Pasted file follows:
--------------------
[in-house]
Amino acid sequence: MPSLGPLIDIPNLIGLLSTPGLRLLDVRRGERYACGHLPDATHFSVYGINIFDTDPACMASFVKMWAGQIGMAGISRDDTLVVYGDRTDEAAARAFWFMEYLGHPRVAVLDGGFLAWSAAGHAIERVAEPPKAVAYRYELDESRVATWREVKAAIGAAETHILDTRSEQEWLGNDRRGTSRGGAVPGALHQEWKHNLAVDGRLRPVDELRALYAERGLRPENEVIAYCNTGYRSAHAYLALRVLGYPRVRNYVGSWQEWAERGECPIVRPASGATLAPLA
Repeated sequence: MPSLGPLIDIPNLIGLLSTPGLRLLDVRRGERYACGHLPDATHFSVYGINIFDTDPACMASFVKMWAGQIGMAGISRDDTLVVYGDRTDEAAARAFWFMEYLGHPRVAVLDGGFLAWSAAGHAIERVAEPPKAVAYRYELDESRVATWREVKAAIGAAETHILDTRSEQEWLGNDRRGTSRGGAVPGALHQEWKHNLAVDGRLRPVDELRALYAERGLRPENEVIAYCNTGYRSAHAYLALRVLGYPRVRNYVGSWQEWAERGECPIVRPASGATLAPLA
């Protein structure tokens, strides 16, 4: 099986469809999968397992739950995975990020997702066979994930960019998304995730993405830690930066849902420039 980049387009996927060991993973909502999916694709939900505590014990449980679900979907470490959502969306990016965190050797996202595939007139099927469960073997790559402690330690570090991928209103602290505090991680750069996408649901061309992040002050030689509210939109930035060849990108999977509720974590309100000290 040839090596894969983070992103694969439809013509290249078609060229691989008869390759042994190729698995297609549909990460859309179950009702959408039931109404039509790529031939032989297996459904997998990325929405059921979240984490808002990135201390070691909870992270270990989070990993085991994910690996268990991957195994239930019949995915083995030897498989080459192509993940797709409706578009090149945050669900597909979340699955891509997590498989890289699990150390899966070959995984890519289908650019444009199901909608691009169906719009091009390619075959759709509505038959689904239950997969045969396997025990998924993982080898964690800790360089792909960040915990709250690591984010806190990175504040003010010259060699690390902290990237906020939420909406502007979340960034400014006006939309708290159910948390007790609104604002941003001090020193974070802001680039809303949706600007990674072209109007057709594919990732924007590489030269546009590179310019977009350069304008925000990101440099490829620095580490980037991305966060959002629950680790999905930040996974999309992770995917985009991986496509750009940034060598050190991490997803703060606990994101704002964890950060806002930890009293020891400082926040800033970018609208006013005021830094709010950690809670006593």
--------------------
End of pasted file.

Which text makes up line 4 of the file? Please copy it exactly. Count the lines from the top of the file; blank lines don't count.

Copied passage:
């Protein structure tokens, strides 16, 4: 099986469809999968397992739950995975990020997702066979994930960019998304995730993405830690930066849902420039 980049387009996927060991993973909502999916694709939900505590014990449980679900979907470490959502969306990016965190050797996202595939007139099927469960073997790559402690330690570090991928209103602290505090991680750069996408649901061309992040002050030689509210939109930035060849990108999977509720974590309100000290 040839090596894969983070992103694969439809013509290249078609060229691989008869390759042994190729698995297609549909990460859309179950009702959408039931109404039509790529031939032989297996459904997998990325929405059921979240984490808002990135201390070691909870992270270990989070990993085991994910690996268990991957195994239930019949995915083995030897498989080459192509993940797709409706578009090149945050669900597909979340699955891509997590498989890289699990150390899966070959995984890519289908650019444009199901909608691009169906719009091009390619075959759709509505038959689904239950997969045969396997025990998924993982080898964690800790360089792909960040915990709250690591984010806190990175504040003010010259060699690390902290990237906020939420909406502007979340960034400014006006939309708290159910948390007790609104604002941003001090020193974070802001680039809303949706600007990674072209109007057709594919990732924007590489030269546009590179310019977009350069304008925000990101440099490829620095580490980037991305966060959002629950680790999905930040996974999309992770995917985009991986496509750009940034060598050190991490997803703060606990994101704002964890950060806002930890009293020891400082926040800033970018609208006013005021830094709010950690809670006593």